Sustainability isn’t easy. It’s tough to implement, and the costs can be even more difficult to quantify, which is why it has taken so long for businesses to embrace the mission. Having developed many a new product over the years, I’ve observed, with a touch of cynicism, the evolving discourse around both the emotional and economic benefits of sustainability. Some of my cynicism stems from the overt greenwashing that has surrounded so many products, doing nothing but cloud the debate, confuse consumers, and ultimately slow the progress of economically viable sustainability. In many ways, it has actually sullied the term “green” to the extent that it pains me to use it when discussing sustainability with my clients.
It pains me to use the word “green” when discussing sustainability.
That being said, designing for sustainability requires a passion and commitment to think differently, as demonstrated by now-storied brands such as Patagonia, Method, and Interface Flor. However, for the majority of multinational corporations, manufacturing products as varied as chemicals and office furniture, introducing sustainability is a stickier proposition. Such companies are applauded for the “good” that they do and equally demonized for the ?bad.”
Doing More Good, Rather Than Less Bad
I suggest adopting the framework behind William McDonough’s Cradle to Cradle: do “more good,” rather than “less bad.” For example, corporations such as GE have invested billions of dollars in solar and wind energy and are actively engaged in building a technology infrastructure to help tie these systems together. GE recognizes the infrastructure technology convergence will create more efficient transportation systems, energy-efficient buildings, and it understands the interconnected information network that will enable it. It is taking the long view and actively positioning itself as a sustainability leader on both the technological and economic fronts.
Yes, we might criticize GE for countless other activities that fall into the “doing bad” category, just as we could spend time condemning Walmart for generating a litany of horrendously designed and manufactured products developed in Asia, all the while driving brands to low-cost offshore production. Alternatively, we could focus on Walmart’s recent steps to integrate sustainable practices across their business infrastructure. The retail giant has implemented ecofriendly packaging strategies, optimized delivery routes, and cut carbon emissions. The planet benefits, as does Walmart: These moves have saved the company millions of dollars.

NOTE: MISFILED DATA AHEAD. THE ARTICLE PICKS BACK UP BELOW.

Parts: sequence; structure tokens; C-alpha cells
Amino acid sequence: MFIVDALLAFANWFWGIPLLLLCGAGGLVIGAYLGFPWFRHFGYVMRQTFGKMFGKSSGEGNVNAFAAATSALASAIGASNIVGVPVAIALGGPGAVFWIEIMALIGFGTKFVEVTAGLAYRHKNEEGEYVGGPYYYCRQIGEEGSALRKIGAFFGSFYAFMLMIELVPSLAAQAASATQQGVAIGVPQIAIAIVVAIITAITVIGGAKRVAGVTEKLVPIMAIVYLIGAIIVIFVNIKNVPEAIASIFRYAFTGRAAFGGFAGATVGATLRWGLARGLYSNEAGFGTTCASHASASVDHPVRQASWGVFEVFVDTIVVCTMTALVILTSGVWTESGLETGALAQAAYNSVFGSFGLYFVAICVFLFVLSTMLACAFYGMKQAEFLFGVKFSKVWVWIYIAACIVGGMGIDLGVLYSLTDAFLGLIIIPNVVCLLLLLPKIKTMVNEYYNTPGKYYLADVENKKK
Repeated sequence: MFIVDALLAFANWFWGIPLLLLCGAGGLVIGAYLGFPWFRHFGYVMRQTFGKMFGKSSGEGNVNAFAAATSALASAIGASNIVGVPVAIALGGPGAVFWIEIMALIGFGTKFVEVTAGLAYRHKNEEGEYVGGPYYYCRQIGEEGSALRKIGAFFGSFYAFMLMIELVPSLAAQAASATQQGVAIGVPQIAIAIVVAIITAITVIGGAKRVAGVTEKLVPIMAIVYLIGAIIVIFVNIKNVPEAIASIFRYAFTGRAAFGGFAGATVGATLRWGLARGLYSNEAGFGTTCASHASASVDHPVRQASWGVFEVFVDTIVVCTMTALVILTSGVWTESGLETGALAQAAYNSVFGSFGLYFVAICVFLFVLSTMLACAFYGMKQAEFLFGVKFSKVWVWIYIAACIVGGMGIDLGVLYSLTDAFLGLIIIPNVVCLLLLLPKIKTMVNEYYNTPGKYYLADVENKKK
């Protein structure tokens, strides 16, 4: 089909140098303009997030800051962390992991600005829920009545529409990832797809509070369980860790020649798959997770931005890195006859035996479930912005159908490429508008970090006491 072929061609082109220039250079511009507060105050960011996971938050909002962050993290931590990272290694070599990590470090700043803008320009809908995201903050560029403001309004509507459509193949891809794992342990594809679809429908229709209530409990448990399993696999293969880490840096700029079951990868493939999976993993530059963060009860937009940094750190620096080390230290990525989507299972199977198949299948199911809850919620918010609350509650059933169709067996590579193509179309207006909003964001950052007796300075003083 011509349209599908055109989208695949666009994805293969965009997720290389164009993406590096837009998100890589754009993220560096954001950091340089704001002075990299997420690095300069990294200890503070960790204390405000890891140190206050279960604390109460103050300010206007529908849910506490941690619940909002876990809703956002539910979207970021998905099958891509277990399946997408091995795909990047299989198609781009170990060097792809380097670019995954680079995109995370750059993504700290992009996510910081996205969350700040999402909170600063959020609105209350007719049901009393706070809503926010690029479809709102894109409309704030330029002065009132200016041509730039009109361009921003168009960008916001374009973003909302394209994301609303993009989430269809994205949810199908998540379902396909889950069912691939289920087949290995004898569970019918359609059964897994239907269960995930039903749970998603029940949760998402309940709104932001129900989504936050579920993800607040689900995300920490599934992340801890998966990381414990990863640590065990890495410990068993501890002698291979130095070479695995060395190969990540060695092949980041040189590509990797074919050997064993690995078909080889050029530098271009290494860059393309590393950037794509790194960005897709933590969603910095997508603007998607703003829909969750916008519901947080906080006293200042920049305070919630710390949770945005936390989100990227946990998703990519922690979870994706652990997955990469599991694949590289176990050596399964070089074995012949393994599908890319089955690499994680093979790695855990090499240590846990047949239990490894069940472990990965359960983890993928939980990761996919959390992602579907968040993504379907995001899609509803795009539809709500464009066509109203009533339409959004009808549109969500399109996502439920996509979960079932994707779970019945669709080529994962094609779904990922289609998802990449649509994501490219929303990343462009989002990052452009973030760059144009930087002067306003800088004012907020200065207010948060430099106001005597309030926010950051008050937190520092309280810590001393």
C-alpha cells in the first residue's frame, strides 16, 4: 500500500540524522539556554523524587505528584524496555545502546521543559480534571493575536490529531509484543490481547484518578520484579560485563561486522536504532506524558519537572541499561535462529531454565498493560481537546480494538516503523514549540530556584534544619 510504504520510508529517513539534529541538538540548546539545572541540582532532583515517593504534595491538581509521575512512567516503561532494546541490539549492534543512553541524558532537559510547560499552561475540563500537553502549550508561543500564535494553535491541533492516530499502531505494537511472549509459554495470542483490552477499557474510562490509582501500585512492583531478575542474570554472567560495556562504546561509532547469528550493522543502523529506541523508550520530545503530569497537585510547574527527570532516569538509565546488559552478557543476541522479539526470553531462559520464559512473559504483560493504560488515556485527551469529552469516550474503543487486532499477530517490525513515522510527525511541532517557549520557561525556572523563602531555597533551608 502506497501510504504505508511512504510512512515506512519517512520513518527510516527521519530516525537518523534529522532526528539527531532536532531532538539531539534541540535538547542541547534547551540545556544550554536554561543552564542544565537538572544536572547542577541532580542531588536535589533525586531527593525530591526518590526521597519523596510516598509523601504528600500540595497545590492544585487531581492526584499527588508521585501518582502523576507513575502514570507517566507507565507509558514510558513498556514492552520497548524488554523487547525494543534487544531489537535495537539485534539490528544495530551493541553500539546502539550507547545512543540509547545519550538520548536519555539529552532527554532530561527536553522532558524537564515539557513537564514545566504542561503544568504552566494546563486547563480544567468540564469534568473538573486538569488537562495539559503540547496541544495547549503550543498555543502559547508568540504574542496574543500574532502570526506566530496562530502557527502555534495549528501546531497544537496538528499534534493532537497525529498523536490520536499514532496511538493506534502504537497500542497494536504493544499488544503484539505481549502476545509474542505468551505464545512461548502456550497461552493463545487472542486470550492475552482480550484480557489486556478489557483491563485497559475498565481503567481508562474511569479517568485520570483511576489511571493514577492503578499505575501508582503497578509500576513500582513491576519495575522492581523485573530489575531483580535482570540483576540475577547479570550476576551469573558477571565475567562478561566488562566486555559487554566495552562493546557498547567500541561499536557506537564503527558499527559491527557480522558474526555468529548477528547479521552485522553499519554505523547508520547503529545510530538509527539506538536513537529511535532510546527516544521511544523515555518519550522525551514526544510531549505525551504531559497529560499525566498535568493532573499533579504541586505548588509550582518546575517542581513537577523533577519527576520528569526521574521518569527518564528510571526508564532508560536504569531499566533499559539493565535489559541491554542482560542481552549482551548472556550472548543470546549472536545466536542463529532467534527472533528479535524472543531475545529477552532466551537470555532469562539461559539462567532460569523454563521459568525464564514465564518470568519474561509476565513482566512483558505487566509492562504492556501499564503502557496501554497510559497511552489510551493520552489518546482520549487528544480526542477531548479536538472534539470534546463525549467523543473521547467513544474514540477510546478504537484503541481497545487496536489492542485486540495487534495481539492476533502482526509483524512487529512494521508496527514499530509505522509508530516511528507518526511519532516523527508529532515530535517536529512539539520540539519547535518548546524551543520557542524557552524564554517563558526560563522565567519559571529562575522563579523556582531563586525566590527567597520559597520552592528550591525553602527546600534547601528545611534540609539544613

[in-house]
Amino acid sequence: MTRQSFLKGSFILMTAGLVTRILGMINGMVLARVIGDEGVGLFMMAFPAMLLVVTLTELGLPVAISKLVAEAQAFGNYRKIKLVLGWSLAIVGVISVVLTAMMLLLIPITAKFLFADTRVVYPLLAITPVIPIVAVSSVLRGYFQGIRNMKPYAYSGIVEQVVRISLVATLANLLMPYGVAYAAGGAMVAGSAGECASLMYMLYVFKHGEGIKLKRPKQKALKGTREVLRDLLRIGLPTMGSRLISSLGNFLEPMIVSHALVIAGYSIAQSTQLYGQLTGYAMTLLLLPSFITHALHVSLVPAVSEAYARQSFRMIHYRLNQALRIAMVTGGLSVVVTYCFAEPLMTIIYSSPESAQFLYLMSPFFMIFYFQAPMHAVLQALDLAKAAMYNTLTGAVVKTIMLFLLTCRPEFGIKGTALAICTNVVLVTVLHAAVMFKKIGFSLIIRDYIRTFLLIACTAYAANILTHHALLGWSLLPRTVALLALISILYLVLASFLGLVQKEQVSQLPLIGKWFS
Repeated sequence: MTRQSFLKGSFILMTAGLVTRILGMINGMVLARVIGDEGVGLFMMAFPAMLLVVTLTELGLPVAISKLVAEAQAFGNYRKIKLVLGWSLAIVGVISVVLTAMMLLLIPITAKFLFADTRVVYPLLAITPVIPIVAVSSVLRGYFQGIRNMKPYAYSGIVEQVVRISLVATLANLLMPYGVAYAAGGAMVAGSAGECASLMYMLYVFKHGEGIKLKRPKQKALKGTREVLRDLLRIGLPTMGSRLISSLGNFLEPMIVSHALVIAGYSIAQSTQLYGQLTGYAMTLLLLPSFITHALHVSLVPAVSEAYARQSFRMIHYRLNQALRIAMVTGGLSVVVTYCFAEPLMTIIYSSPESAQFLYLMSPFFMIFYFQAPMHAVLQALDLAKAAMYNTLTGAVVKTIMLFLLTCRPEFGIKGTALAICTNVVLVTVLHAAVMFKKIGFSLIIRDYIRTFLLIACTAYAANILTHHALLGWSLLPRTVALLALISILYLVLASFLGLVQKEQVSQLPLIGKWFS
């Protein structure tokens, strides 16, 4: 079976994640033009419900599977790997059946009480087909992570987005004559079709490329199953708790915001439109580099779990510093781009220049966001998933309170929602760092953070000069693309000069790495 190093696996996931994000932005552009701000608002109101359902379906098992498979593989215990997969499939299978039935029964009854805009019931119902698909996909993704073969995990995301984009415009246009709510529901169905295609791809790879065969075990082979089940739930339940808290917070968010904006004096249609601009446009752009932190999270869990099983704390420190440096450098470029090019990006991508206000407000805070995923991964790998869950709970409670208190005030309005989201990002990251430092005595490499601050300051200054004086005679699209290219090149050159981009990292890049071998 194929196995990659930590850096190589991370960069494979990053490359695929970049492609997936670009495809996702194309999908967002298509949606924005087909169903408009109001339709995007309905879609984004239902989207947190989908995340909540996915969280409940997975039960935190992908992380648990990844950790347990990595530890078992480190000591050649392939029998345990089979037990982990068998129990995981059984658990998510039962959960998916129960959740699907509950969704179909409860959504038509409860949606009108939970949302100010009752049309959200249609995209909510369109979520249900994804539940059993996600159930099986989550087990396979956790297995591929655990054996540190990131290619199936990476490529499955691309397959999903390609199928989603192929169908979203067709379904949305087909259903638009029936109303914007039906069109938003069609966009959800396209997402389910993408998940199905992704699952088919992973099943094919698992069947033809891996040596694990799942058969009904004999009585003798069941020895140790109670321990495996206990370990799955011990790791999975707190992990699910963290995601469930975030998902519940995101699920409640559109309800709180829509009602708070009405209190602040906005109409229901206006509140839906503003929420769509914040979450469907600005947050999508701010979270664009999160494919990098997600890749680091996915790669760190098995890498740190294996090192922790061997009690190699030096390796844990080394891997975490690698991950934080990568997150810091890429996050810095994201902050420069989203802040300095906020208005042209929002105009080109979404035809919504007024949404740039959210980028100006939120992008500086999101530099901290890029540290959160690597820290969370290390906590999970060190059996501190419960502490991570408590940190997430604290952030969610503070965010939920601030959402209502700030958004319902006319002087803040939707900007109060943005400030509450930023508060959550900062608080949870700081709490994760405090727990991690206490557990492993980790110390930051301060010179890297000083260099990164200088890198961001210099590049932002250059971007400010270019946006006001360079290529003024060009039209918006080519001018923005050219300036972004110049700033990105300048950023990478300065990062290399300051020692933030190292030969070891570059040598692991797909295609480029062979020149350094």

The Economic Boons of Sustainability
Key voices behind the sustainability movement have long identified the economic benefits of adopting sustainability as a required core part of business strategy. However, until recently, much of these practices didn’t resonate with Wall Street.
Sustainability is now integrated into the core business strategy of most major corporations.
Books like The Ecology of Commerce and Natural Capitalism identified innovative sustainable opportunities in the 1990s, and now new momentum is being provided, as experts from the global economics field join the discussion, including such economists as Michael Porter. In a recent Harvard Business Review article , Porter extolls the value of ethical responsibility and points out that sustainable practices driving efficiencies are key to business strategy in the future.
In order for sustainability to go truly mainstream, it will need the economic and political muscle of multinational corporations to lead and drive the big changes forward. The good news is that we have reached an important inflection point, where sustainable practices are now integrated into the core business strategy of most major corporations, and this is true globally.
This progression creates an exciting opportunity for design and innovation to impact the dialogue. Over the next decade, as infrastructure technologies combine, this will become one of the growth opportunities for design to help solve complex product and service systems, making sustainability strategies compelling to business and consumers. The opportunity is there for those who choose to lead.
[Top image by JD Hancock]